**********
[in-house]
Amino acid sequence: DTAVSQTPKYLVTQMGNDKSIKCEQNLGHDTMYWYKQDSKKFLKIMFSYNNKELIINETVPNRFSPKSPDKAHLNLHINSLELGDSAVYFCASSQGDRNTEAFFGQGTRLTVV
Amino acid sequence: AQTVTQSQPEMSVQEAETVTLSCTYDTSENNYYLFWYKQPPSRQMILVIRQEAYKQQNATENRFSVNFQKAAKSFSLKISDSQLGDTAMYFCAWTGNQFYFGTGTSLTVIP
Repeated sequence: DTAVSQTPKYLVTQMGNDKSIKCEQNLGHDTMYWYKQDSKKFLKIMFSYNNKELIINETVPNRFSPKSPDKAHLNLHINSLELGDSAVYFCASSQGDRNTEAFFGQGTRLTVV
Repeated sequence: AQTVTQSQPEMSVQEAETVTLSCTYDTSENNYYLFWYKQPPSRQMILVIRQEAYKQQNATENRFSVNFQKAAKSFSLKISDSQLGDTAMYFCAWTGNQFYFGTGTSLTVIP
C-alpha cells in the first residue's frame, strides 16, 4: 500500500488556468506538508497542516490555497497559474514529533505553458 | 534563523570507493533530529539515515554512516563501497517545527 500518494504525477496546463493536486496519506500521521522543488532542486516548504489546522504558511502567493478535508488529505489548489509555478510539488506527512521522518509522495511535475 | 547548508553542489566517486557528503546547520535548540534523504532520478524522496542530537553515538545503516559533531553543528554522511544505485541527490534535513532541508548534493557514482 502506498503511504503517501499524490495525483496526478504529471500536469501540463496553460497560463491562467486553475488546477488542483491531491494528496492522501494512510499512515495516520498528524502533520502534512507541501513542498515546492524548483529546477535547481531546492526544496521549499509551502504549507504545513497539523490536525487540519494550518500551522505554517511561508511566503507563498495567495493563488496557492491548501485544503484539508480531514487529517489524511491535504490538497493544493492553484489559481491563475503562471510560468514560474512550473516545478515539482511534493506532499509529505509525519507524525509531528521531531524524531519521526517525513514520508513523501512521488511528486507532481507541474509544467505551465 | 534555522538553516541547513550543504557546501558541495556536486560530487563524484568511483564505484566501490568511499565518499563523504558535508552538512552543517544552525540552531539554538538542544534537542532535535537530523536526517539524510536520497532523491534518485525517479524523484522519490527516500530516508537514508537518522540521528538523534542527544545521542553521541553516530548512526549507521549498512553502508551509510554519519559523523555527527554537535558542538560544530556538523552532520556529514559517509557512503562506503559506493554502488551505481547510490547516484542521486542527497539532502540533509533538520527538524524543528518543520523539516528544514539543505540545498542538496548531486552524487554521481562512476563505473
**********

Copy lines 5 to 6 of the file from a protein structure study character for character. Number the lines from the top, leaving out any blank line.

Repeated sequence: AQTVTQSQPEMSVQEAETVTLSCTYDTSENNYYLFWYKQPPSRQMILVIRQEAYKQQNATENRFSVNFQKAAKSFSLKISDSQLGDTAMYFCAWTGNQFYFGTGTSLTVIP
C-alpha cells in the first residue's frame, strides 16, 4: 500500500488556468506538508497542516490555497497559474514529533505553458 | 534563523570507493533530529539515515554512516563501497517545527 500518494504525477496546463493536486496519506500521521522543488532542486516548504489546522504558511502567493478535508488529505489548489509555478510539488506527512521522518509522495511535475 | 547548508553542489566517486557528503546547520535548540534523504532520478524522496542530537553515538545503516559533531553543528554522511544505485541527490534535513532541508548534493557514482 502506498503511504503517501499524490495525483496526478504529471500536469501540463496553460497560463491562467486553475488546477488542483491531491494528496492522501494512510499512515495516520498528524502533520502534512507541501513542498515546492524548483529546477535547481531546492526544496521549499509551502504549507504545513497539523490536525487540519494550518500551522505554517511561508511566503507563498495567495493563488496557492491548501485544503484539508480531514487529517489524511491535504490538497493544493492553484489559481491563475503562471510560468514560474512550473516545478515539482511534493506532499509529505509525519507524525509531528521531531524524531519521526517525513514520508513523501512521488511528486507532481507541474509544467505551465 | 534555522538553516541547513550543504557546501558541495556536486560530487563524484568511483564505484566501490568511499565518499563523504558535508552538512552543517544552525540552531539554538538542544534537542532535535537530523536526517539524510536520497532523491534518485525517479524523484522519490527516500530516508537514508537518522540521528538523534542527544545521542553521541553516530548512526549507521549498512553502508551509510554519519559523523555527527554537535558542538560544530556538523552532520556529514559517509557512503562506503559506493554502488551505481547510490547516484542521486542527497539532502540533509533538520527538524524543528518543520523539516528544514539543505540545498542538496548531486552524487554521481562512476563505473